Enjoying the fame of being the easiest to use piece of software, WP allows to manage a website without getting the hands dirty over codes and scripts. Therefore, many beginners and even longtime WordPress users do not suspect about complex functionality hidden under the hood of the platform. Let’s now focus on the very basics of how WordPress works behind the scenes.
The first thing you need to know is that WordPress can be accessed on three levels: the user-facing website, the admin area and the WP Core.
The user-facing website is the part of the site that users interact with when they follow its web address. It is basically what visitors see.
The admin area – also known as Dashboard, is accessible when you log-in to the WordPress site as an administrator. This area allows to manage the content (for example, add posts, pages, media, etc.) and change the website settings (including themes, plugins and widgets). Since WordPress admin panel is very intuitive and user-friendly, many site administrators do not go beyond that. However, the dashboard is only a part of the CMS’s back-end.
WordPress’s Core, another part of the back-end, contains the platform’s own files with the actual code on the server. Every WordPress site is powered by the same core code, no matter how differently those sites operate or look. It also includes themes, plugins and the database. Let’s look at the different elements of WordPress’ Core in more detail.
First of all, to run a WordPress site the host needs two things: PHP and MySQL.
PHP (PHP Hypertext Preprocessor) is the language WordPress is written in, and it is what makes WordPress dynamic. More broadly, it is a widely used open source general-purpose scripting language. PHP is great for adding and extracting the information to/from databases based on given criteria.
MySQL (My Structured Query Language) is an open-source relational database management system (RDBMS). A MySQL database stores all the information added via the dashboard. It allows to perform four types of tasks – create, read, update and delete (CRUD operations). These tasks are all performed by WordPress, so the users don’t need to deal with the database itself.
The other elements of the WordPress Core are themes and plugins.
Themes provide all of the front end styling for WordPress sites, such as the overall design, colors, widget location, fonts, etc. Themes can be downloaded for free, bought or custom made.
Plugins have been specifically developed to add features and functionality to WP sites beyond the built-in options. There are more than 37,000 plugins in the official WordPress Plugin Directory.
While the theme is a necessary element of the website’s functioning – plugins are not required, so the user may choose whether or not he/she wants to install any.
The interaction between all of the above mentioned elements can be described through the following sequence:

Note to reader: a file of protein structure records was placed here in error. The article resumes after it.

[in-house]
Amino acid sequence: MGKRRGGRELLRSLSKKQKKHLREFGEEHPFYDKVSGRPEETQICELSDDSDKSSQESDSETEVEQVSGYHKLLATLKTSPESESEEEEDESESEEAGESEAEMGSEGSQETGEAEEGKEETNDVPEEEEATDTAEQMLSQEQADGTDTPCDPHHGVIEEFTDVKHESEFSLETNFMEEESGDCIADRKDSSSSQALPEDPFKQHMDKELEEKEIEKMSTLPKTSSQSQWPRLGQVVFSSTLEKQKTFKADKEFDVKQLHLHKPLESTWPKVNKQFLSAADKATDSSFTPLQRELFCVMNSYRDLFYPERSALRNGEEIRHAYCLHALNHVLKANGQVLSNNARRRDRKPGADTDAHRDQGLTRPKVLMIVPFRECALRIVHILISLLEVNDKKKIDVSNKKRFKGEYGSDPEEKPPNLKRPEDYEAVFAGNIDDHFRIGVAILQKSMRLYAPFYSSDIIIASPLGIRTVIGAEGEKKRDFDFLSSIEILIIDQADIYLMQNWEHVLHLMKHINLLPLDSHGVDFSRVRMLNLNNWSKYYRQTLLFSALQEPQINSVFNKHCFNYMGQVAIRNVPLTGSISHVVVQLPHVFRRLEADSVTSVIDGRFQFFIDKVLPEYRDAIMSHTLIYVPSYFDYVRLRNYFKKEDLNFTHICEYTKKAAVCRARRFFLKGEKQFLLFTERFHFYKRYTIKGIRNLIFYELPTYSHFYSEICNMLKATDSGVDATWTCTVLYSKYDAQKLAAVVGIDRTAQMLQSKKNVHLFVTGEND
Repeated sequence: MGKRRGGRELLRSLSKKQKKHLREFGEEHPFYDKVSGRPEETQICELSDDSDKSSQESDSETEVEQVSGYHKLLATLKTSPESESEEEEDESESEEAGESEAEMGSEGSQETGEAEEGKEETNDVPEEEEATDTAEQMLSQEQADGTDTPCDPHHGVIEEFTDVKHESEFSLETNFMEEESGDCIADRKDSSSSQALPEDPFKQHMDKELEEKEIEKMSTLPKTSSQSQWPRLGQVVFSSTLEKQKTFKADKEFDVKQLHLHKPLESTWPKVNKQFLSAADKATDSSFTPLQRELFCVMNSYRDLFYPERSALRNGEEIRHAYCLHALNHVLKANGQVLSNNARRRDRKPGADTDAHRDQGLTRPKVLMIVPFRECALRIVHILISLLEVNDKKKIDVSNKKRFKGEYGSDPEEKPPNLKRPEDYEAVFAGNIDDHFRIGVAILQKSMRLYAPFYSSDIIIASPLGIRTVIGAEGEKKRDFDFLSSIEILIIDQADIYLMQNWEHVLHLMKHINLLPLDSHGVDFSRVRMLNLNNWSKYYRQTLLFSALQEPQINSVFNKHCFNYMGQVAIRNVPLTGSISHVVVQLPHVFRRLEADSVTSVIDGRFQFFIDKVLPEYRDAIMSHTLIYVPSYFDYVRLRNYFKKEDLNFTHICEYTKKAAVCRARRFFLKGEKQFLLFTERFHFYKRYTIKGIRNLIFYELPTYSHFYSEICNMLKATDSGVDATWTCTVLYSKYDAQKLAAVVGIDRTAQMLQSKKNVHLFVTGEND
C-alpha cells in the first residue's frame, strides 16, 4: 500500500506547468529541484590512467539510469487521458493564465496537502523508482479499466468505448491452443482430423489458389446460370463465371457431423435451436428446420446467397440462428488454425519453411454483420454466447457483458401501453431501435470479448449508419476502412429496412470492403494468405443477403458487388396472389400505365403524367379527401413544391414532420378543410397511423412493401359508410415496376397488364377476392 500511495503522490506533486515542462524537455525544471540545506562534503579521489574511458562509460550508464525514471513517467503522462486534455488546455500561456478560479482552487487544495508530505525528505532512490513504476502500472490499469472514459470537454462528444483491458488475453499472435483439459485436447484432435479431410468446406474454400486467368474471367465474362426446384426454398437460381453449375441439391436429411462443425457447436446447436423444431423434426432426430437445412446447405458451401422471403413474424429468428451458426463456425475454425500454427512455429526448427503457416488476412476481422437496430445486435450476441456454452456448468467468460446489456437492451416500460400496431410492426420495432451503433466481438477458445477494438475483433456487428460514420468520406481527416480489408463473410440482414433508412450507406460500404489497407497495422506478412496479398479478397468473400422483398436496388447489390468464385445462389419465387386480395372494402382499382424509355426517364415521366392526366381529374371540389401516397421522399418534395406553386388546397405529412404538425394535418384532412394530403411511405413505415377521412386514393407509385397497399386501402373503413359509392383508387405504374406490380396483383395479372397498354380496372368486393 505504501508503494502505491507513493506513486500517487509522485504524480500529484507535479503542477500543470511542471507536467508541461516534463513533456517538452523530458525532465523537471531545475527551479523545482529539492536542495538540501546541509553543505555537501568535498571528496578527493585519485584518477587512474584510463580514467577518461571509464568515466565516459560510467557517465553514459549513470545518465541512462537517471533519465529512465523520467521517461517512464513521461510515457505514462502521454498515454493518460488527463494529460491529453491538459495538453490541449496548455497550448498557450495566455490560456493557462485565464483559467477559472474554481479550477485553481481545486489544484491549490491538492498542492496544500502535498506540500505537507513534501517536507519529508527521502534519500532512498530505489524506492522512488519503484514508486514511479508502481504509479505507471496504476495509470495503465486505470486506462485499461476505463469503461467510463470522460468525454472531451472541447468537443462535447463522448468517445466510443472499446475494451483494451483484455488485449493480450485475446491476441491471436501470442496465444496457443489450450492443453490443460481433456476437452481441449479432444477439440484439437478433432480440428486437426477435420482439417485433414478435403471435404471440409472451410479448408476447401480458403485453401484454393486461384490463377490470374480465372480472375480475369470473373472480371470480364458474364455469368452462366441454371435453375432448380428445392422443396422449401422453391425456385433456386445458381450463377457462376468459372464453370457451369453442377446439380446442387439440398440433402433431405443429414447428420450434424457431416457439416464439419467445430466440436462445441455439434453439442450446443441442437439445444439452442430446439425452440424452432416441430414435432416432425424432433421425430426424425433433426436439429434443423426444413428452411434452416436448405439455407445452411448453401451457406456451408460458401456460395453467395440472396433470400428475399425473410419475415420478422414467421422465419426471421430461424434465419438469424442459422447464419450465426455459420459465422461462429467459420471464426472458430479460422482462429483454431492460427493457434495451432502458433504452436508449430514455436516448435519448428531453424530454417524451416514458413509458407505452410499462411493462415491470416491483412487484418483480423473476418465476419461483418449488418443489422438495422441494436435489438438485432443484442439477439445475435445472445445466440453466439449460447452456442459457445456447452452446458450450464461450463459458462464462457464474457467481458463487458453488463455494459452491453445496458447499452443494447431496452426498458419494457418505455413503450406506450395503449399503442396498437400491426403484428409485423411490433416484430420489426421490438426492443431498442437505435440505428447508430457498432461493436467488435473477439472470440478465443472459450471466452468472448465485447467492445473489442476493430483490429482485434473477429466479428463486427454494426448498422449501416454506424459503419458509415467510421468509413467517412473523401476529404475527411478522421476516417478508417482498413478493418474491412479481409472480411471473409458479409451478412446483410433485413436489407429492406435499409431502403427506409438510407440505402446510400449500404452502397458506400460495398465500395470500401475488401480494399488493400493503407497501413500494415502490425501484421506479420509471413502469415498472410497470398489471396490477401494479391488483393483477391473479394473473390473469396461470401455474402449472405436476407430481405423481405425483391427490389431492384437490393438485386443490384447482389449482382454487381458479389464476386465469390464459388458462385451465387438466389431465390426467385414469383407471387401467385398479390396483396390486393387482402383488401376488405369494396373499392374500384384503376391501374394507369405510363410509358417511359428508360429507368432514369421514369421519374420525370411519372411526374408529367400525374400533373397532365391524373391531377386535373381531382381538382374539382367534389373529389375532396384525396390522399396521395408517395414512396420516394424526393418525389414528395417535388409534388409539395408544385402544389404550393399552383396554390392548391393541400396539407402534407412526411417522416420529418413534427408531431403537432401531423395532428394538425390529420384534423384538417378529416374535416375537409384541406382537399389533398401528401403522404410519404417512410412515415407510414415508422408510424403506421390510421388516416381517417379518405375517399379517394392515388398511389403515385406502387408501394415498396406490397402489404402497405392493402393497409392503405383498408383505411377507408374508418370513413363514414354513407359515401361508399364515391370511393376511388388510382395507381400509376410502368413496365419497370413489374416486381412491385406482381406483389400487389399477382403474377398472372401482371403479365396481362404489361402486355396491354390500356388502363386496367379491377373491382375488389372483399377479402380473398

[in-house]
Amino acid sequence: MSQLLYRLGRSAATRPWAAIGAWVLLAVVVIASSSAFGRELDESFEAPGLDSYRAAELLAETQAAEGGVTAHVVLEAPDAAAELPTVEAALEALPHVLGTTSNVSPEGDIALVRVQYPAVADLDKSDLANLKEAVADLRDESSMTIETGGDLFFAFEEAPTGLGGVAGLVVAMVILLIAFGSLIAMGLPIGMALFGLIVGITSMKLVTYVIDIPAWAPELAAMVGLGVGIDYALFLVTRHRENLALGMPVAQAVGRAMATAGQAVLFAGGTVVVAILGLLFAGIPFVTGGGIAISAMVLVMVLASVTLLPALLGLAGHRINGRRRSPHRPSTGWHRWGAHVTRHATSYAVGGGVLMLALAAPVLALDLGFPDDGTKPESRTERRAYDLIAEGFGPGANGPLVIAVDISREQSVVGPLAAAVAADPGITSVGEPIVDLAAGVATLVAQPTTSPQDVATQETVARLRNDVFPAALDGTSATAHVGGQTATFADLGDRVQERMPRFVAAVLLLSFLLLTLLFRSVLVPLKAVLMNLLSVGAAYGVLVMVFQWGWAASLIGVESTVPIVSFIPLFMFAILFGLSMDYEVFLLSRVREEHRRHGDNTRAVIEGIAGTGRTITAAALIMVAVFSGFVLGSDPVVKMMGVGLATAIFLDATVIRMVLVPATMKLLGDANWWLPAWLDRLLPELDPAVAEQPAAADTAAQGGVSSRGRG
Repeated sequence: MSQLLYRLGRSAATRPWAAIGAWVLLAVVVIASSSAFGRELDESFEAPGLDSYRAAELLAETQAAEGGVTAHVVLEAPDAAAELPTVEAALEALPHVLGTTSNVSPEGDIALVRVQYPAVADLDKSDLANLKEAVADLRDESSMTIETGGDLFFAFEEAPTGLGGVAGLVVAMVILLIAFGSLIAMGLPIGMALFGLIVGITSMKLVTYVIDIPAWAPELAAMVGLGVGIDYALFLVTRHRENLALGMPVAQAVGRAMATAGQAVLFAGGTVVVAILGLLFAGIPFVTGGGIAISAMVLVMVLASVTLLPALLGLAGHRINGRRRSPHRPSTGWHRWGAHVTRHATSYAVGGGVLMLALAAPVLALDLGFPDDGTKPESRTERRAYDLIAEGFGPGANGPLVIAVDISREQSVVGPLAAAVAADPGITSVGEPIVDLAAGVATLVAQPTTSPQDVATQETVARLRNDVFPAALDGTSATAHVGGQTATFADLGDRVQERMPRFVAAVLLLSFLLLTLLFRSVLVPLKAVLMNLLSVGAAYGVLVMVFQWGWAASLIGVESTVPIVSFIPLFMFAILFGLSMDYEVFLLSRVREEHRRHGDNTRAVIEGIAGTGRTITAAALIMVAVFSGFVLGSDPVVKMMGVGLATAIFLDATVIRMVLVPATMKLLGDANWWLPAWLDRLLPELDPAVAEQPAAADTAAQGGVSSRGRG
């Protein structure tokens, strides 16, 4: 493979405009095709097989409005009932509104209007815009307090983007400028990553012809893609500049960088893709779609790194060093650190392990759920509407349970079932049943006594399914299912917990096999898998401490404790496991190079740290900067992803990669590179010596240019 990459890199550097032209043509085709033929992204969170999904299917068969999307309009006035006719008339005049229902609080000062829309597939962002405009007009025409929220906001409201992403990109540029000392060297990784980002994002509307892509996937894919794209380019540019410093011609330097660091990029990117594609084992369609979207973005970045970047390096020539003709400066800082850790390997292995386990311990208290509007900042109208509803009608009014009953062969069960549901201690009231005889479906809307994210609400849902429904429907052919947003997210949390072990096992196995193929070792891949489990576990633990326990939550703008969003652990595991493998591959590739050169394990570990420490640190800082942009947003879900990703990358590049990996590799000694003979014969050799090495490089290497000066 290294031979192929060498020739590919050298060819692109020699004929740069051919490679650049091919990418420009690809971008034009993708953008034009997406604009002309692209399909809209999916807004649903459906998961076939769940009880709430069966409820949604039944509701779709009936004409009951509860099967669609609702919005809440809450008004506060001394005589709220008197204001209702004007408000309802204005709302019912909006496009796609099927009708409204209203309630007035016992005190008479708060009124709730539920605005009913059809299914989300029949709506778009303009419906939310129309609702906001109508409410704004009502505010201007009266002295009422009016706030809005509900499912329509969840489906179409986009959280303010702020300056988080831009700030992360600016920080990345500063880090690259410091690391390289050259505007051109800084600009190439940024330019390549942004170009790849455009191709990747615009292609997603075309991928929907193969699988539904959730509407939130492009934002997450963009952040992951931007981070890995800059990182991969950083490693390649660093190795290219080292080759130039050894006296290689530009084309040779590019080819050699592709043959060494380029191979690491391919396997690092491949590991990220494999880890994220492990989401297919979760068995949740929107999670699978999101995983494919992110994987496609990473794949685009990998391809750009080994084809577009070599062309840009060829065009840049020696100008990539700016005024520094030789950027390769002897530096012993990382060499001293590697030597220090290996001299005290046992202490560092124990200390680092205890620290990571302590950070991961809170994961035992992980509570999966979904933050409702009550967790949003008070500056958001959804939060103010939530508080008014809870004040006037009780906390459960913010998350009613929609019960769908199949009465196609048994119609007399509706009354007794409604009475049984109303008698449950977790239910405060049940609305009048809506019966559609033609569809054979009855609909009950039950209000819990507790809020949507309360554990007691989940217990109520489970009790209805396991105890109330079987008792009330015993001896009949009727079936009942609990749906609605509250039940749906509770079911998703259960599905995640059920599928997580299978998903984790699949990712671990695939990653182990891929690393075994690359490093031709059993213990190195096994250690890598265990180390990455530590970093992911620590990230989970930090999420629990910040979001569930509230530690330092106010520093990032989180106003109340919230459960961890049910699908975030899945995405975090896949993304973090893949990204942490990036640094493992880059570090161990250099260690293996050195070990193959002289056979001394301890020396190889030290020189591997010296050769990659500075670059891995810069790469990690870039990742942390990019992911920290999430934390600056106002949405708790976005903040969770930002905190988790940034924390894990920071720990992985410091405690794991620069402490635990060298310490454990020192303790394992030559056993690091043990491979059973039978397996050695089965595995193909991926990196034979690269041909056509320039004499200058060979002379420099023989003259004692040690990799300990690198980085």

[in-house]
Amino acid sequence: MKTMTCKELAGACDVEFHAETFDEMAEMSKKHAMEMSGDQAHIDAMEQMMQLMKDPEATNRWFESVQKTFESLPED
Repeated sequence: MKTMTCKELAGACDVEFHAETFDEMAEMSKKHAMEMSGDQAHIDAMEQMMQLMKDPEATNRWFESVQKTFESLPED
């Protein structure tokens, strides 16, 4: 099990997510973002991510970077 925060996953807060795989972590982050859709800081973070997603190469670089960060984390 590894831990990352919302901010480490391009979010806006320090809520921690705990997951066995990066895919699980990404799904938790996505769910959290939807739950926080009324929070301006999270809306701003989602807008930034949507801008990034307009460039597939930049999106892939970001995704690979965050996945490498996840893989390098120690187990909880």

- You can add or edit the content on your site through the dashboard (administration area);
- It is then stored in MySQL database (a part of the core);
- The stored database content becomes visible on your website and its appearance depends on the chosen theme (the user-facing website).
Finally, it is important to mention a couple of concepts which make many users confused – pages vs. posts and categories vs. tags. Understanding the difference between those will help you meet your website goals and organize the content better.
Pages vs. Posts. The main difference between these two entities is the type of content they are best suited for. While pages are good for storing static information that does not need to be frequently updated (for example, the about page, services, menu, etc.), posts usually contain timely data that loses relevance relatively fast (those are news articles, etc.). Pages can be organized in a hierarchy on a parent child principle (where pages are the parent pages and subpages are the child pages). Posts, on the other hand, are grouped differently – they can be classified with the help of categories and tags depending on the topic.
Categories vs. Tags. As it has been mentioned, categories and tags can be assigned to posts in order to organize the information better and help the readers navigate through the website. The main difference between categories and tags is that the former ones encompass broader topics and describe things that are equal or related in a certain way, while the latter signify narrow topics and can be completely unrelated.
Now when you know the basics of what happens behind the scenes of every WordPress website – it’s time to put theory to practice. Go ahead and install WordPress on your computer and feel free to experiment (remember though, the general advice is not to edit the WP core code)!
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